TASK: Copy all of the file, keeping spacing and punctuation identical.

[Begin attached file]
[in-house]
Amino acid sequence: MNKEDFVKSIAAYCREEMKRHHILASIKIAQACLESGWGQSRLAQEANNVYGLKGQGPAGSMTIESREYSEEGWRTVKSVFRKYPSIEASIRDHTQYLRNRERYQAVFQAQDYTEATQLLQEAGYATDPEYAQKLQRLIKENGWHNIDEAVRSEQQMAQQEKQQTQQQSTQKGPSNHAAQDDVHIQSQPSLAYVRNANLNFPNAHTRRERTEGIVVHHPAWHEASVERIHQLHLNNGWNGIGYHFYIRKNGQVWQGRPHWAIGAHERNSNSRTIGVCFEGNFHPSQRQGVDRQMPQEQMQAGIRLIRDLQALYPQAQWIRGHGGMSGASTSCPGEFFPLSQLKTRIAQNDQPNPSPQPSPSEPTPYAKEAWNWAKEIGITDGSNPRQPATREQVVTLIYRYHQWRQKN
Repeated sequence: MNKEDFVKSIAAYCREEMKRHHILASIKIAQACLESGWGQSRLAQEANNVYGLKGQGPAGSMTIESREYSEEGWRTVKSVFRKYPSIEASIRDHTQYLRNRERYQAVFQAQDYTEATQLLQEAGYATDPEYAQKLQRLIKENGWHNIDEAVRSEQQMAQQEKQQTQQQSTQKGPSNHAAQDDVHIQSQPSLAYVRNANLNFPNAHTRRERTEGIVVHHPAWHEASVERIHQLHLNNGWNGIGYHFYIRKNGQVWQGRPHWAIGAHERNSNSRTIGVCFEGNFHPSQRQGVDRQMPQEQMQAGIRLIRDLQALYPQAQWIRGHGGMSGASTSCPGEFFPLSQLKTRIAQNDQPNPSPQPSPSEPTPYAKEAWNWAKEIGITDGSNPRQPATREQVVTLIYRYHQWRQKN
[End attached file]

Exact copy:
[in-house]
Amino acid sequence: MNKEDFVKSIAAYCREEMKRHHILASIKIAQACLESGWGQSRLAQEANNVYGLKGQGPAGSMTIESREYSEEGWRTVKSVFRKYPSIEASIRDHTQYLRNRERYQAVFQAQDYTEATQLLQEAGYATDPEYAQKLQRLIKENGWHNIDEAVRSEQQMAQQEKQQTQQQSTQKGPSNHAAQDDVHIQSQPSLAYVRNANLNFPNAHTRRERTEGIVVHHPAWHEASVERIHQLHLNNGWNGIGYHFYIRKNGQVWQGRPHWAIGAHERNSNSRTIGVCFEGNFHPSQRQGVDRQMPQEQMQAGIRLIRDLQALYPQAQWIRGHGGMSGASTSCPGEFFPLSQLKTRIAQNDQPNPSPQPSPSEPTPYAKEAWNWAKEIGITDGSNPRQPATREQVVTLIYRYHQWRQKN
Repeated sequence: MNKEDFVKSIAAYCREEMKRHHILASIKIAQACLESGWGQSRLAQEANNVYGLKGQGPAGSMTIESREYSEEGWRTVKSVFRKYPSIEASIRDHTQYLRNRERYQAVFQAQDYTEATQLLQEAGYATDPEYAQKLQRLIKENGWHNIDEAVRSEQQMAQQEKQQTQQQSTQKGPSNHAAQDDVHIQSQPSLAYVRNANLNFPNAHTRRERTEGIVVHHPAWHEASVERIHQLHLNNGWNGIGYHFYIRKNGQVWQGRPHWAIGAHERNSNSRTIGVCFEGNFHPSQRQGVDRQMPQEQMQAGIRLIRDLQALYPQAQWIRGHGGMSGASTSCPGEFFPLSQLKTRIAQNDQPNPSPQPSPSEPTPYAKEAWNWAKEIGITDGSNPRQPATREQVVTLIYRYHQWRQKN